As an example, the function you proposed is weak: you're aren't using random salt and aren't stretching your keys, two faults that makes your algorythm vulnerable to brute-force attacks from anyone having access to your database.

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The security in a hash function is not that the mechanism is unknown - it is that the hash function has been proven over time to be secure. For example, uniform distribution over the keyspace, and has cryptographic properties such as collision resistance, preimage resistance and second preimage resistance. For password hashing, collision resistance and second preimage resistance properties do not matter - it is only preimage resistance that is important:

for essentially all pre-specified outputs, it is computationally infeasible to find any input which hashes to that output

A home grown hash function cannot be demonstrated to have such properties without the eyes of other cryptographers to properly scrutinise your algorithm.

A secure hashing algorithm cannot be reversed if it is used with a salt. The only way an attacker can find out the password from gaining the hash and its salt is by guessing the password. That is, they will hash each guess and find out if it hashes to the same password when the salt is added.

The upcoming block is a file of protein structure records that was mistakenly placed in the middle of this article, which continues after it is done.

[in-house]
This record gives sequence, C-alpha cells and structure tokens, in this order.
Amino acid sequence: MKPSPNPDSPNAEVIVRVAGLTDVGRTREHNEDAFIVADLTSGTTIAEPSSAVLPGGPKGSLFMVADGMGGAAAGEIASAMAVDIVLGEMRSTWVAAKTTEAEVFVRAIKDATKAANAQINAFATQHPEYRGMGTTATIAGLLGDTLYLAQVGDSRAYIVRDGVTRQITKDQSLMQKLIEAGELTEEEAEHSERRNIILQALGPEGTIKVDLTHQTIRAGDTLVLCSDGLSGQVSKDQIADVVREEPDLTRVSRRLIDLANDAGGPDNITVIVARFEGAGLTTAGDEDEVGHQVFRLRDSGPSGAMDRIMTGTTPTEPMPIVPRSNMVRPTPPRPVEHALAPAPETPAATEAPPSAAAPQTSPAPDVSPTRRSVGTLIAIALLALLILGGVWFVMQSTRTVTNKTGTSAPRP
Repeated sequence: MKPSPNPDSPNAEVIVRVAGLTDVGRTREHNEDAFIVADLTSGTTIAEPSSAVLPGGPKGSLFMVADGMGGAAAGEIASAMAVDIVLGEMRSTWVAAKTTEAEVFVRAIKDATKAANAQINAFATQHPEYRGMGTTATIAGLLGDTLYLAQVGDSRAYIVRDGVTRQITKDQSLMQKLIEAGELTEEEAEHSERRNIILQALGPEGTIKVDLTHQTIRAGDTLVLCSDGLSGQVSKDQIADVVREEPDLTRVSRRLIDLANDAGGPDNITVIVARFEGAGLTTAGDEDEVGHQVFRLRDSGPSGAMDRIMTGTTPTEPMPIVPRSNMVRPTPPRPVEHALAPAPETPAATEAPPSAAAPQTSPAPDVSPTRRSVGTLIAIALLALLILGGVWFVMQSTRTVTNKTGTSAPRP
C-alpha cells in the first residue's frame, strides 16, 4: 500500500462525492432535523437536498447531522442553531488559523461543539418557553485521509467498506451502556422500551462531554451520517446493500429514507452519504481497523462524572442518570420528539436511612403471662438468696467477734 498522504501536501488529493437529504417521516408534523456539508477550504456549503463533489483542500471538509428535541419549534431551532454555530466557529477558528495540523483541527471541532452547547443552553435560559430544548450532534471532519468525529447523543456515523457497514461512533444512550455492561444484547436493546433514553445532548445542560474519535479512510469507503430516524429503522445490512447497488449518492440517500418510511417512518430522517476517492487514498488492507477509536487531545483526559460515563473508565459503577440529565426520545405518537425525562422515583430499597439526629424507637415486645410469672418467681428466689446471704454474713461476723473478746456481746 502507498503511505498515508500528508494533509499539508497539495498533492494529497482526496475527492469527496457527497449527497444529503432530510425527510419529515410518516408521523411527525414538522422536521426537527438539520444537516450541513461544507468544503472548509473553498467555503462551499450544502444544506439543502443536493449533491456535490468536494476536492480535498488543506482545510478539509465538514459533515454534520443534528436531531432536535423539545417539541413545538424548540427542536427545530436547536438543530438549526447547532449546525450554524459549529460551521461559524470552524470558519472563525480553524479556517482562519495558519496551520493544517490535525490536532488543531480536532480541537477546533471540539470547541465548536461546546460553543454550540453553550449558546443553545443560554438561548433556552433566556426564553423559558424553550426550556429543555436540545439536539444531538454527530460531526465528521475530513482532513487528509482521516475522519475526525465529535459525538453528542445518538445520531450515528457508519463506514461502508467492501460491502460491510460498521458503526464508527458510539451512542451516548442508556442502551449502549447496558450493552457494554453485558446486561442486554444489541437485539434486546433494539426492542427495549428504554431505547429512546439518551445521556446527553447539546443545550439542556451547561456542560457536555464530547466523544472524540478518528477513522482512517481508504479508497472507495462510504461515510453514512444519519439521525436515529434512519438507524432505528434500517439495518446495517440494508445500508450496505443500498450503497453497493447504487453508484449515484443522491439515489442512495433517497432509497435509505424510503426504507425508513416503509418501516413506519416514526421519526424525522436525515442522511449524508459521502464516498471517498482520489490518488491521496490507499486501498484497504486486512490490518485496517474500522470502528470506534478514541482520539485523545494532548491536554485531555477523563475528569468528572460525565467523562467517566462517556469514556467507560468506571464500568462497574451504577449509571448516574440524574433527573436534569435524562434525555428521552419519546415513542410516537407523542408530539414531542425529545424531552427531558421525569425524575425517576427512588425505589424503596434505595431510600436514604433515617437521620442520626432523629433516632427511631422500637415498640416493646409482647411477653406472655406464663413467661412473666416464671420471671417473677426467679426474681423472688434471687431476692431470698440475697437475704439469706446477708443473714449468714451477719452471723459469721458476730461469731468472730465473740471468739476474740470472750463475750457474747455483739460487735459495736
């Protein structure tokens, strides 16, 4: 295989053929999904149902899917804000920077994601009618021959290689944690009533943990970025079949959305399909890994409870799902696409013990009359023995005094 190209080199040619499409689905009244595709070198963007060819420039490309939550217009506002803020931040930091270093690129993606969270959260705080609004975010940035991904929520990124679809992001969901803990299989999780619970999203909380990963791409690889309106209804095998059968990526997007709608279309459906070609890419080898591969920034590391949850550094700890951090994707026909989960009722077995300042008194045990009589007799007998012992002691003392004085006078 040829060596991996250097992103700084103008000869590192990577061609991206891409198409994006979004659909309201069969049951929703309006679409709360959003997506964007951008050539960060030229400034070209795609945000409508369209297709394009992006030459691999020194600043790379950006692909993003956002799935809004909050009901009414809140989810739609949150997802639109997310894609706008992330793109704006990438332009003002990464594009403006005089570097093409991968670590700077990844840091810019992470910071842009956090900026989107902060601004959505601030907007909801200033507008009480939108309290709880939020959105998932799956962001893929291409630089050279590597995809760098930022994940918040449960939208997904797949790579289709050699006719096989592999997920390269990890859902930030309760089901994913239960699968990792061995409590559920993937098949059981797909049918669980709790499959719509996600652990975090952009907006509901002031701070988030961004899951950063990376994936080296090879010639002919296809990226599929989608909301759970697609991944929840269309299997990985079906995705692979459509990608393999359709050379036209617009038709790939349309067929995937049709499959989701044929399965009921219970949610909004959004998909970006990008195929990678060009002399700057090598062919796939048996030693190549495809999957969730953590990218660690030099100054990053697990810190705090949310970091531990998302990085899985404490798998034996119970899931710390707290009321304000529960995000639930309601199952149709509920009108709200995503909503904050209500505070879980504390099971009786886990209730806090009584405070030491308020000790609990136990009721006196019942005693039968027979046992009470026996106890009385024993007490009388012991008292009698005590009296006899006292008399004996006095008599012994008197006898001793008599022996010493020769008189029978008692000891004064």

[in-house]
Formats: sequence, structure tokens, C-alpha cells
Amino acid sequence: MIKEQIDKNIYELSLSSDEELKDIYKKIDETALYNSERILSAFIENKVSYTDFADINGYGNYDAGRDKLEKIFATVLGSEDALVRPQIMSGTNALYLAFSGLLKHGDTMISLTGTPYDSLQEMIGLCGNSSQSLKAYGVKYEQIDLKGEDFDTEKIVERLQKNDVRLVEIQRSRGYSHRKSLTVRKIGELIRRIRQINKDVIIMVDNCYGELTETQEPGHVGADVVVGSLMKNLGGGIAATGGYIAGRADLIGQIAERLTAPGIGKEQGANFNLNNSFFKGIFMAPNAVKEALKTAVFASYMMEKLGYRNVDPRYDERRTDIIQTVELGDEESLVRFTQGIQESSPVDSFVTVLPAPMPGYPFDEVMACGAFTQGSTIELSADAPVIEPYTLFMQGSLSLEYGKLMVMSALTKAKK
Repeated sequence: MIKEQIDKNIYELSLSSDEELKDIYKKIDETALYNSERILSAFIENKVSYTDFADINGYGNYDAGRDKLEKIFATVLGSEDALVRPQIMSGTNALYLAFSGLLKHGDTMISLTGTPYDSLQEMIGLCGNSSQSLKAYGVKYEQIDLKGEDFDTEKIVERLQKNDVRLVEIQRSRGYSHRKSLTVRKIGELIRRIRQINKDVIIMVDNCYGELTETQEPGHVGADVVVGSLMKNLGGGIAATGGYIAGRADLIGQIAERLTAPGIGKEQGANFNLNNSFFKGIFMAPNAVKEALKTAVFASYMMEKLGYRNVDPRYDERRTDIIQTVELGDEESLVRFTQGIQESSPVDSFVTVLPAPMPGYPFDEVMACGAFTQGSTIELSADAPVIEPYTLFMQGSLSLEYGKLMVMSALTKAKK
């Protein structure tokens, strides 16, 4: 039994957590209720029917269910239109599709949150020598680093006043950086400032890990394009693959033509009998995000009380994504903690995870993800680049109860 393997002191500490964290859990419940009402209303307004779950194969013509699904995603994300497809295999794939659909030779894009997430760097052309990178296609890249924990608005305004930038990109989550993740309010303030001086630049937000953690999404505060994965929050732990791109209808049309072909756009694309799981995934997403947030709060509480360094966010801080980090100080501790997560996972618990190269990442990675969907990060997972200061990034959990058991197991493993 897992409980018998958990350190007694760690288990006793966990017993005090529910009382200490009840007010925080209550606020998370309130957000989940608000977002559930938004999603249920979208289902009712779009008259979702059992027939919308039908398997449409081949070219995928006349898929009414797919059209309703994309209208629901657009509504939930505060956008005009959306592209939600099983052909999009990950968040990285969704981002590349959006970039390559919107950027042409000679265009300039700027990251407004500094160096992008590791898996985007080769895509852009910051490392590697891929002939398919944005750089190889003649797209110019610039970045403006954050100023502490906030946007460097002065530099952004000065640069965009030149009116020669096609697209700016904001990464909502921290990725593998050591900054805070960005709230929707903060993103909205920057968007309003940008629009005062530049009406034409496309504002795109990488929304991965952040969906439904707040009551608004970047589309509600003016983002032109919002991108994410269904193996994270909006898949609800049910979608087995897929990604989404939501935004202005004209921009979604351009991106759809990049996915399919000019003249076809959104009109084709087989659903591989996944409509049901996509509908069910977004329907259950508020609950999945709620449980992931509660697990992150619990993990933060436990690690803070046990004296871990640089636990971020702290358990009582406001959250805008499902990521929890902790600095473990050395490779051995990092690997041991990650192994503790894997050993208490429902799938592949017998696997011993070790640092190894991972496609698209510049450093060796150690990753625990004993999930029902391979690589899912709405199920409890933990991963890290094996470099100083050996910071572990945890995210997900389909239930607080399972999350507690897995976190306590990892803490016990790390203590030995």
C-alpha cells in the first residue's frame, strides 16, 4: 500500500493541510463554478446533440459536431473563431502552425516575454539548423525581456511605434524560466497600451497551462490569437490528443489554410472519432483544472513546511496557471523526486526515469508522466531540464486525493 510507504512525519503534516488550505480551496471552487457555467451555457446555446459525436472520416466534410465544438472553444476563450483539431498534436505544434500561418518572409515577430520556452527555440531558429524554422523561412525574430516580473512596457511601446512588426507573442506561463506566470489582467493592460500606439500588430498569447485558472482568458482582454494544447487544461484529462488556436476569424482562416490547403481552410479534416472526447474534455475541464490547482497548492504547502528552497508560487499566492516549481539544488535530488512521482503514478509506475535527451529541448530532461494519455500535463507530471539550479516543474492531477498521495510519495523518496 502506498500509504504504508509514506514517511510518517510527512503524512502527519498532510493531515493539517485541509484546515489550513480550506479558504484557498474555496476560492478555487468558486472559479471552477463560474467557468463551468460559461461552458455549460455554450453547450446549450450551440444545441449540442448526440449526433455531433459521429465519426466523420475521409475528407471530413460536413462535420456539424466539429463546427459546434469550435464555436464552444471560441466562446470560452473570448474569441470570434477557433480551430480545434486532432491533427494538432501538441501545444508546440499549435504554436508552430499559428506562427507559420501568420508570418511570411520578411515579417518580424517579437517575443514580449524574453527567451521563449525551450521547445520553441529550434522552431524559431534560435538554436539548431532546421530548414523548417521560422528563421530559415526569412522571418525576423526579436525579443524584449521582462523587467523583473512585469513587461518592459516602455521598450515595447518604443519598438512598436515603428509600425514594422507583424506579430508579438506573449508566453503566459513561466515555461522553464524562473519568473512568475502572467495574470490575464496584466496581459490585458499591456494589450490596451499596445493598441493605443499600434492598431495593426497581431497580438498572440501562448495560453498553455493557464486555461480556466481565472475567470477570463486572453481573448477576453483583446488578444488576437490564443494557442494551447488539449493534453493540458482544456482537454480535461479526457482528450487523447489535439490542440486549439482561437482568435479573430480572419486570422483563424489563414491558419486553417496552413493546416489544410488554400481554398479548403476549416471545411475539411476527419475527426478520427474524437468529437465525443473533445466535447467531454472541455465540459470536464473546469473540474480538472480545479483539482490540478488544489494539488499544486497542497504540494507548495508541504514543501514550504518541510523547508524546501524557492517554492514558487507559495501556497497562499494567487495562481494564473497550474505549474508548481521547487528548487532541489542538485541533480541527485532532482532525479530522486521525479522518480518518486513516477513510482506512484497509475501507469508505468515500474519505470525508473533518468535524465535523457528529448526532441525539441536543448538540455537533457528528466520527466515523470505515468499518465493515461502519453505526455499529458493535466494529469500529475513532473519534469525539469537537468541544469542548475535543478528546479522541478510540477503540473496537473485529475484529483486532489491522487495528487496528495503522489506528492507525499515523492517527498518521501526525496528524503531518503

Using password_hash in PHP without the $algo parameter will always use the most secure algorithm at the time. A secure hashing algorithm is slow so that if an attacker manages to get the hashes and salt that they have to wait a long time to run through their password guesses. So a real user logging in has to wait 1 * the slow algorithm, say one second. An attacker trying 10 million password guesses would have to wait 10,000,000 seconds. You should assume they have better hardware than you, so in reality these maths don't hold out - the point is that a slow algorithm will sufficiently slow their attack. The current password_hash algorithm, which is bcrypt, has been proven to be slow without any shortcuts available in order to find whether a given password guess results in the password hash.